ALICO Building

by Amanda Sawyer

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All images Courtesty of The Texas Collection, Baylor University.

In 1909, Artemas Roberts, president of the newly formed Amicable Life Insurance Company(ALICO), desired to publicize his company in an innovative way. He wanted to house his business out of a building that embodied the strength and stability his firm offered clients. The owners of First National Bank, located at Fifth Street and Austin Avenue, also served as members of the board of trustees for the Amicable Life Insurance Company. The bank owners sold their lot to ALICO. In 1910, the bank was torn down to break ground for the new building.

Originally, Roberts planned to build an eight-story structure. Yet when he heard the Adolphus Hotel in Dallas planned a taller building, Roberts increased the number of floors to seventeen. The hotel also increased its planned height, and Roberts ultimately decided to construct a twenty-two-story building.

Architects Sanguinet & Staats of Fort Worth and Roy E. Lane of Waco sought to realize Roberts’ vision of strength by creating a nearly indestructible building. Construction began by digging down forty feet to reach bedrock in order to lay the foundation. Thirty teams of men, mules, and wagons excavated the dirt. Out of this pit sprang steel beams, shipped in from New York City, which formed the frame. At this time, most buildings were still concrete and masonry structures. This massive and innovative construction effort attracted large crowds of onlookers. Many were skeptical about Roberts’ skyscraper, believing it to be a waste of money. The building cost around $755,000, which today is equal to approximately $17.2 million.

The completion of the building in 1911 silenced any remaining skeptics. The Waco Tribune-Herald described it as “the sensation of the Southwest" and the “biggest thing that ever happened in Waco." The building stood 303 feet tall from the ground to the tip of its flagpole, making the Amicable building the tallest building west of the Mississippi and south of the Mason-Dixie line. It held this honor until 1929. Three high-speed elevators, an ornate Roman gold interior, and the polished granite outer façade at the base of the building added to its allure. It was the only building in the world at that time that could supply its own utilities: the Amicable building boasted an artesian well in the basement, an electrical plant, and shallow oil wells outside the city for the provision of fuel.

The first few floors of the building housed the First National Bank. The fourth floor through the twentieth all contained the same floor plan for office spaces, while floors above the twentieth consisted mostly of storage space. The Amicable Life Insurance Company rented out much of the office space on the lower floors that it was not using to conduct business. The building’s reputation and central location in downtown Waco made it the prime location to conduct business between 1911 and 1940. Doctors, lawyers, dentists, bankers, accountants, and merchants were some of the many tenants who leased space during these years. These offices helped achieve the type of publicity Artemas Roberts was aiming for in 1910. People came to the Amicable building not only to shop but often just to marvel at the building itself. Around 1940, the Amicable Life Insurance Company began expanding rapidly and bought out most of the office spaces. From this time on, primarily ALICO and First National Bank Employees worked in the building.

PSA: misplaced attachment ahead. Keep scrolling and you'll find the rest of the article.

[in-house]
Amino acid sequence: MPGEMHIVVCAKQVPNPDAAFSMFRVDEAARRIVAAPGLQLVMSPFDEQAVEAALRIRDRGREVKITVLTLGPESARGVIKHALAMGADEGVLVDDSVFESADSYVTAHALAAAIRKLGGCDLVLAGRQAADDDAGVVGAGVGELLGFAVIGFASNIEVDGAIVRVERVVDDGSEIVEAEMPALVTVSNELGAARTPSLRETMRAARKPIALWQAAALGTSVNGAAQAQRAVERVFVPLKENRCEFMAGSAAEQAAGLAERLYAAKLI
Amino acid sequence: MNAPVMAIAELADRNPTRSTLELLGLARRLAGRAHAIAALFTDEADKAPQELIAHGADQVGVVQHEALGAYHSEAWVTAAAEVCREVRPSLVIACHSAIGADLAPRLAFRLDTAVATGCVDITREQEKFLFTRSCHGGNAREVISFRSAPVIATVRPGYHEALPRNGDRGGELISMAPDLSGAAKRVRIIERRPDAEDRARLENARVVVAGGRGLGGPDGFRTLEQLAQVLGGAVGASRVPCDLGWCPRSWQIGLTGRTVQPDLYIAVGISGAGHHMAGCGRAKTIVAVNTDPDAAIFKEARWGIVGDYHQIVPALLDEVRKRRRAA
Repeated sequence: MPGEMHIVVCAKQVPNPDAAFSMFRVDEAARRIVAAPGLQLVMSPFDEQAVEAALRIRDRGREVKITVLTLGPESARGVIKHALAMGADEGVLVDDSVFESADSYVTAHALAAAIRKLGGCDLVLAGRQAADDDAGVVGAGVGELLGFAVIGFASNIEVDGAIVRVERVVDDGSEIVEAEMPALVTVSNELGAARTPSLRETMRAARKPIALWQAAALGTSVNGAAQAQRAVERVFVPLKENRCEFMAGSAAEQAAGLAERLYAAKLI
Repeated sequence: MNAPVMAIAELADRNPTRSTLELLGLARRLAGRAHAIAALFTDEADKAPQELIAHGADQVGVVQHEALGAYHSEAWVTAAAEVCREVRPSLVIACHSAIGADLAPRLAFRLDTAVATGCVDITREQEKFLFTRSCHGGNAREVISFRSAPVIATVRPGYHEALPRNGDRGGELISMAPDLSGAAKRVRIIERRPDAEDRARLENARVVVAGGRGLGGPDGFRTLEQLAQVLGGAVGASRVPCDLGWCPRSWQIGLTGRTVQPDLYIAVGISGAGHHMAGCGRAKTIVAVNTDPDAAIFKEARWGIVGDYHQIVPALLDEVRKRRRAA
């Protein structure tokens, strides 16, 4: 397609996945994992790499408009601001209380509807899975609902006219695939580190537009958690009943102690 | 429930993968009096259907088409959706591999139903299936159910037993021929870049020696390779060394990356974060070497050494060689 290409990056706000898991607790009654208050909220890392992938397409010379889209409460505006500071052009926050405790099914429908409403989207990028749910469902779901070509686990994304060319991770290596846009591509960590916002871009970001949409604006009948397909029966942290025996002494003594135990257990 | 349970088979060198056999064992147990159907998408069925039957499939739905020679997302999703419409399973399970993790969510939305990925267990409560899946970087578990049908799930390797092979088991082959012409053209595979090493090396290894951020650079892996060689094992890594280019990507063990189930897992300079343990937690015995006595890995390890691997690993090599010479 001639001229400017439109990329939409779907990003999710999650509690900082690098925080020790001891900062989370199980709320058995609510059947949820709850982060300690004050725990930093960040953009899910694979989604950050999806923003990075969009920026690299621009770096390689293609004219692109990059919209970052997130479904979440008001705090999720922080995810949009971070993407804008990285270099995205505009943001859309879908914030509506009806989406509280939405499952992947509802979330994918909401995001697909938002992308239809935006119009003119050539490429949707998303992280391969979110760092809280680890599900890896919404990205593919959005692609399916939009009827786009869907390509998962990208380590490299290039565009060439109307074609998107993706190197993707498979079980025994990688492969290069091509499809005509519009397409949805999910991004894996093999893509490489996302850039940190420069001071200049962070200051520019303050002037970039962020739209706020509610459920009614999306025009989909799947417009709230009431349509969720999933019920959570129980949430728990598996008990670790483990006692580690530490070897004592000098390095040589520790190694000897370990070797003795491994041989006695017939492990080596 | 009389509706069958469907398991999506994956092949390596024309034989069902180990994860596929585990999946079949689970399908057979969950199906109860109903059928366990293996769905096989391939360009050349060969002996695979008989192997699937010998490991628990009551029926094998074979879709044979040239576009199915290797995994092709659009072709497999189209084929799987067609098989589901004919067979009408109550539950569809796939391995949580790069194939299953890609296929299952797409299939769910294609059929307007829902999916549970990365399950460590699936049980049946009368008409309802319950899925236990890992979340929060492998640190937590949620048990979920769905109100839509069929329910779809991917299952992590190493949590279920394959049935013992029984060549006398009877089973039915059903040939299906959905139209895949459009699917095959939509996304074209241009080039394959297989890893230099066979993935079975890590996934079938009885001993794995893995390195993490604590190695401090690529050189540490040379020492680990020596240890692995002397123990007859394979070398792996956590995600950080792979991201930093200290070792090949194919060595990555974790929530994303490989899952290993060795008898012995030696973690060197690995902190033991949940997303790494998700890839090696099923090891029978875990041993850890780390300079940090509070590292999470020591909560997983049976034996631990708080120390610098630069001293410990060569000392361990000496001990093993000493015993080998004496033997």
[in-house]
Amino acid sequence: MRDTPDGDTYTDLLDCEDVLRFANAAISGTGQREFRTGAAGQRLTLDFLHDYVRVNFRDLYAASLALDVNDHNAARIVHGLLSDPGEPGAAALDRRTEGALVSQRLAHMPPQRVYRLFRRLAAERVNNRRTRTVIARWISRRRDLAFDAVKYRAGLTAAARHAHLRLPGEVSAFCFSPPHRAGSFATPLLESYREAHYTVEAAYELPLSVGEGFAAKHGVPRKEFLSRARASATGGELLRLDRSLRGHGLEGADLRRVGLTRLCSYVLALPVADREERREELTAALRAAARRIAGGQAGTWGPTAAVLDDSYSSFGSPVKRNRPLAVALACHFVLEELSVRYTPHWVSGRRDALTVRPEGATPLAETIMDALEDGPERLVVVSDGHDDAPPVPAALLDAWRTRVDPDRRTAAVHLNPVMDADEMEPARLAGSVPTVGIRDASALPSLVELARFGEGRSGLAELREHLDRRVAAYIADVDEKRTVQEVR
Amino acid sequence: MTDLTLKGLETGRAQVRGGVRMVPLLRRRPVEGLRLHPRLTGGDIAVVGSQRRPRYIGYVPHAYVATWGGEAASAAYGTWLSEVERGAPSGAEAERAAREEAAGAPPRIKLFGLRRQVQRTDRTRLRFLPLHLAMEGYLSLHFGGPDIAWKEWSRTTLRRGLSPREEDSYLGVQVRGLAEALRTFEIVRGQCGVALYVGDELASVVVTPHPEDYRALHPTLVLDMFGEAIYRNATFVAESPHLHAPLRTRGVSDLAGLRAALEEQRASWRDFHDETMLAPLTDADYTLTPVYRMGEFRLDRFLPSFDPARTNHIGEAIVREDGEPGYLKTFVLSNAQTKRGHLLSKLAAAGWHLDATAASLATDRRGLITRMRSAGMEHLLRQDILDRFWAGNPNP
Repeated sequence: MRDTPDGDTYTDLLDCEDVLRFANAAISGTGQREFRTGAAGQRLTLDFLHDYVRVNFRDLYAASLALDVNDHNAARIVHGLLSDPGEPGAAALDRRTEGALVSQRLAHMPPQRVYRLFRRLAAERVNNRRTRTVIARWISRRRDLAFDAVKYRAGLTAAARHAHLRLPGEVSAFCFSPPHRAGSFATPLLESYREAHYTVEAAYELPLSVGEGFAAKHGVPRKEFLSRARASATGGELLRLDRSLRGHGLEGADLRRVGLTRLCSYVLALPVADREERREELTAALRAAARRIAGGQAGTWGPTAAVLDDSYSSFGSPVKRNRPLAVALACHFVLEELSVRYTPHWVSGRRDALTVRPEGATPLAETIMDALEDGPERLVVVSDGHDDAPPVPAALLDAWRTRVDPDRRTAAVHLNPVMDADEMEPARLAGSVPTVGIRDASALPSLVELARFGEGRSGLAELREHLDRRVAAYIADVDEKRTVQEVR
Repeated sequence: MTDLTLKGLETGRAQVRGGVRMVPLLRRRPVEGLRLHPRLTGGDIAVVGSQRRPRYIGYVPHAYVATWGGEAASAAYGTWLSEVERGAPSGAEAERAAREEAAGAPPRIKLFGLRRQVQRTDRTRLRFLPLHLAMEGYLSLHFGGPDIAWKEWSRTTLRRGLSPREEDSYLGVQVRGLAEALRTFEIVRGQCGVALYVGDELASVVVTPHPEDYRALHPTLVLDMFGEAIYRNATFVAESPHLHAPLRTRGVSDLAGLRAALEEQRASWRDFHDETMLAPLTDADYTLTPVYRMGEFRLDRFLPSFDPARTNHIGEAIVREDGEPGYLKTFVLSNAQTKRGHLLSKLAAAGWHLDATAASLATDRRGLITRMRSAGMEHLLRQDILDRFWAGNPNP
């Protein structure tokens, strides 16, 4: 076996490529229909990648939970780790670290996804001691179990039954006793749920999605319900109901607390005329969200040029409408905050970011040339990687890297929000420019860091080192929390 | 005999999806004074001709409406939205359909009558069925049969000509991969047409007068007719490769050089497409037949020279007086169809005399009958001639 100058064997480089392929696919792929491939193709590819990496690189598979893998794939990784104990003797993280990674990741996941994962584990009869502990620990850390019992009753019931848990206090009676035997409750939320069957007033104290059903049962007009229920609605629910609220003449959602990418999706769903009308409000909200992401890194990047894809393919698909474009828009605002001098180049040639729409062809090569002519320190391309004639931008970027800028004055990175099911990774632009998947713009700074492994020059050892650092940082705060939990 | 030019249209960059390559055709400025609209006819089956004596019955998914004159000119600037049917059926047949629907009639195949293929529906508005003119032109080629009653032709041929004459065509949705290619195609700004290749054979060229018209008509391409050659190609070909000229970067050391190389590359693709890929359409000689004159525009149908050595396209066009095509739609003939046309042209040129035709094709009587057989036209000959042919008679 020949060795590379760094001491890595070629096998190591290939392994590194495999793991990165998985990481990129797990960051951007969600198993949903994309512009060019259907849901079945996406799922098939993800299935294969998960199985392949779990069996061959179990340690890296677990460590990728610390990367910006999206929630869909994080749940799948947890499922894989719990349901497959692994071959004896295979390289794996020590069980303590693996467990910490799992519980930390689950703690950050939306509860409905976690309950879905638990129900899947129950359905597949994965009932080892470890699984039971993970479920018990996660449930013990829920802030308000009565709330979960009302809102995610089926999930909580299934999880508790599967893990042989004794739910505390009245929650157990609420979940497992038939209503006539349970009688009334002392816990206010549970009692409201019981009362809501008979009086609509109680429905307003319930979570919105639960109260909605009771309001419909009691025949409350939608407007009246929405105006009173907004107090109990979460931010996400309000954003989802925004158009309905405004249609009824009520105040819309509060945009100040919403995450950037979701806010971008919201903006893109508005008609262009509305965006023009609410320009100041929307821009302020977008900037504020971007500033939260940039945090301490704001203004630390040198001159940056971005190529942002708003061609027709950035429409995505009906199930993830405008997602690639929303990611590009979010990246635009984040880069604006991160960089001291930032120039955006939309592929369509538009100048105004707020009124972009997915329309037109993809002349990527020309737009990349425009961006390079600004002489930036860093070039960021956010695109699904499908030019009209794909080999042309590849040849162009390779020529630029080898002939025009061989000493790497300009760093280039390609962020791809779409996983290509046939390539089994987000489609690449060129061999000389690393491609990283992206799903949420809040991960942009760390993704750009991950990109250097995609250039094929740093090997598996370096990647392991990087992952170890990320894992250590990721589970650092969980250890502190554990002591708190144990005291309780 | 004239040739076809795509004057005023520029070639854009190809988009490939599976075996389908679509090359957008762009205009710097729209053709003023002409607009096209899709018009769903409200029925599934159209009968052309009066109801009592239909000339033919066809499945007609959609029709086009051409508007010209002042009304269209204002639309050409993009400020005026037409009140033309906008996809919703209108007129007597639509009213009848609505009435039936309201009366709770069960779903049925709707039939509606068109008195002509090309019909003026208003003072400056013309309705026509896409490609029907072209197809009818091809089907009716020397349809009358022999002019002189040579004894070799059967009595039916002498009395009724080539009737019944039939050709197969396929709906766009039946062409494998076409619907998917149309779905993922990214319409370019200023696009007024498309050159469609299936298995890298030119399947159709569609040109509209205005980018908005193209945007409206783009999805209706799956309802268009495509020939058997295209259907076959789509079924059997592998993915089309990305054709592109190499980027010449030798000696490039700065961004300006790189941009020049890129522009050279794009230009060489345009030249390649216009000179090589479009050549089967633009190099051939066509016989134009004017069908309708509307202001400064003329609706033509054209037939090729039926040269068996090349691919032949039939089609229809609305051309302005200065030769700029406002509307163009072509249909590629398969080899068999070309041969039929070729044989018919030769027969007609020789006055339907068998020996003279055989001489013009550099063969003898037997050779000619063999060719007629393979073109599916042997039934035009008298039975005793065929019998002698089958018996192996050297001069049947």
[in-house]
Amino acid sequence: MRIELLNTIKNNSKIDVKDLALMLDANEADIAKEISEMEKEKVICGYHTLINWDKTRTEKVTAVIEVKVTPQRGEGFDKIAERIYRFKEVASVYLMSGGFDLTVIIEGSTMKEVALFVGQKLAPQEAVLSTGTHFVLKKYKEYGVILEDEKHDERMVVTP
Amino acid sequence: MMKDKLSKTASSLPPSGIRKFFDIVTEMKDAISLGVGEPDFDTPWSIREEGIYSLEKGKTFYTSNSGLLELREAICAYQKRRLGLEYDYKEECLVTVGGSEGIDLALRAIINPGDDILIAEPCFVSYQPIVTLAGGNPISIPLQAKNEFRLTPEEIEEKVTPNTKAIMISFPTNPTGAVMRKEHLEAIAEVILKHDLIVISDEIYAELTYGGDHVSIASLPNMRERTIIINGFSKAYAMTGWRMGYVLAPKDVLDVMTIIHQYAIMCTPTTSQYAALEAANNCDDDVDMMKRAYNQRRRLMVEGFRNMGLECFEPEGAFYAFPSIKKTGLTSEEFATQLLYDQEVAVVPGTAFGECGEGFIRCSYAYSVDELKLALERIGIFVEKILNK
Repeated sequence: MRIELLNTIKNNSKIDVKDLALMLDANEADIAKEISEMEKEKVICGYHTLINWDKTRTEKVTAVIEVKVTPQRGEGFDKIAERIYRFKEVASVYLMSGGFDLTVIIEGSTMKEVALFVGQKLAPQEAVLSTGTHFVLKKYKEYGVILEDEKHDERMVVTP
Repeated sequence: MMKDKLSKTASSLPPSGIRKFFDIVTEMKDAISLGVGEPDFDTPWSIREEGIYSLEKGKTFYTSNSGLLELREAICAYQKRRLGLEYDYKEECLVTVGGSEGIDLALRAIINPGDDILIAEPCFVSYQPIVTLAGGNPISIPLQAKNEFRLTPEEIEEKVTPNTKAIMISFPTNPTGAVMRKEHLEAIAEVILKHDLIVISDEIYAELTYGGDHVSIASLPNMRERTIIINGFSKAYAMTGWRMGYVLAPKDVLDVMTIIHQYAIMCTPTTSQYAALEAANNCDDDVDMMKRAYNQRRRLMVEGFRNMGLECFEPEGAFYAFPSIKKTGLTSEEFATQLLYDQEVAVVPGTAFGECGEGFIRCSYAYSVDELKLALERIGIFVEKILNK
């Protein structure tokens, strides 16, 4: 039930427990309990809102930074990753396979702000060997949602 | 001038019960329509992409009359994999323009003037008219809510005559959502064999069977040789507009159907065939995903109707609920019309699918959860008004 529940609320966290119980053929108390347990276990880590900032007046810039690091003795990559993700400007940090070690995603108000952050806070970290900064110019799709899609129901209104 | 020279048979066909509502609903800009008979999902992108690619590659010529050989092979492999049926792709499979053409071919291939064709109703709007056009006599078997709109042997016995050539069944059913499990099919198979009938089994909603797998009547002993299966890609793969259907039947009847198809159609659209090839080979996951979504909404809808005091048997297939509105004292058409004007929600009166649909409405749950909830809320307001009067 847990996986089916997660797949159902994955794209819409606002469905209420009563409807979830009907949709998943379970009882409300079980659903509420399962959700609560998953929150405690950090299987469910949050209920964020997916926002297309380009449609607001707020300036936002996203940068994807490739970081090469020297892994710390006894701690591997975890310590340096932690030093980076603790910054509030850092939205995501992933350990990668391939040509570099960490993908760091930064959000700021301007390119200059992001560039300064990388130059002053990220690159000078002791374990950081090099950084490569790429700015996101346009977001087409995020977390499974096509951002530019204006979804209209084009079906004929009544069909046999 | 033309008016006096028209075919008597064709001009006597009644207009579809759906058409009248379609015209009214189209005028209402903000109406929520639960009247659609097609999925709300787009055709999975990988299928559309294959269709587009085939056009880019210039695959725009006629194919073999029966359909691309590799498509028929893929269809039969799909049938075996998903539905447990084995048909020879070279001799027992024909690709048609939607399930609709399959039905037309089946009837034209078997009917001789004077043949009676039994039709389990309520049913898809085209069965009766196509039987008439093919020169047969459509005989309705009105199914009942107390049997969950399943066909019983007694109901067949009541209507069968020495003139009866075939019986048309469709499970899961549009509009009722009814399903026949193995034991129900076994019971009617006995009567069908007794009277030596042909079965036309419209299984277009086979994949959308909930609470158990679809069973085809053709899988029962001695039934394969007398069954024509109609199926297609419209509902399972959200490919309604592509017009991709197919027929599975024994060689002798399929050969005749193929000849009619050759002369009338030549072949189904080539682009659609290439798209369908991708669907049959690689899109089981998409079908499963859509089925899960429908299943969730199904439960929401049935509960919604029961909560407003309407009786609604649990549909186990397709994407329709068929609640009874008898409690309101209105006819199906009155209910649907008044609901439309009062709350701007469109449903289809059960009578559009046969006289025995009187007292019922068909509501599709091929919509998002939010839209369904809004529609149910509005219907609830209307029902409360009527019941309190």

In 1953, the Amicable building’s architects’ vision for stability was put to the test when a deadly tornado tore through Waco. Employees in the building at the time the storm hit told of how they felt the building sway and recalled some individuals were even thrown against the walls. When they walked out on the street, they witnessed the collapsed buildings for almost a mile surrounding them. Just across Austin Avenue, the R. T. Dennis building lay completely flattened. Yet the damage to the Amicable building was primarily superficial, with only a few windows and skylights broken. The Amicable building became the crisis center following the tornado since no other downtown building had working electricity. The First National Bank on the ground floor housed the military and medical officials’ coordination of rescue efforts.

In 1982, the Texas State Historical Commission designated the ALICO building a historical landmark. The state uses this program to commemorate and preserve sites which have impacted state history. In 1985, John Young with the Waco Tribune-Herald described the ALICO building as a “reference point for Waco" and a challenge for Waco’s future. Young believed that the building acts as a call for the city of Waco to rise once again to the heights of success. The first of its kind in the Southwest, the ALICO building became the focal point of activity in Waco for generations. Today, the ALICO building still towers above the Waco skyline, holding the offices of the now American-Amicable Life Insurance Company of Texas, as well as providing office space for other businesses located in downtown Waco.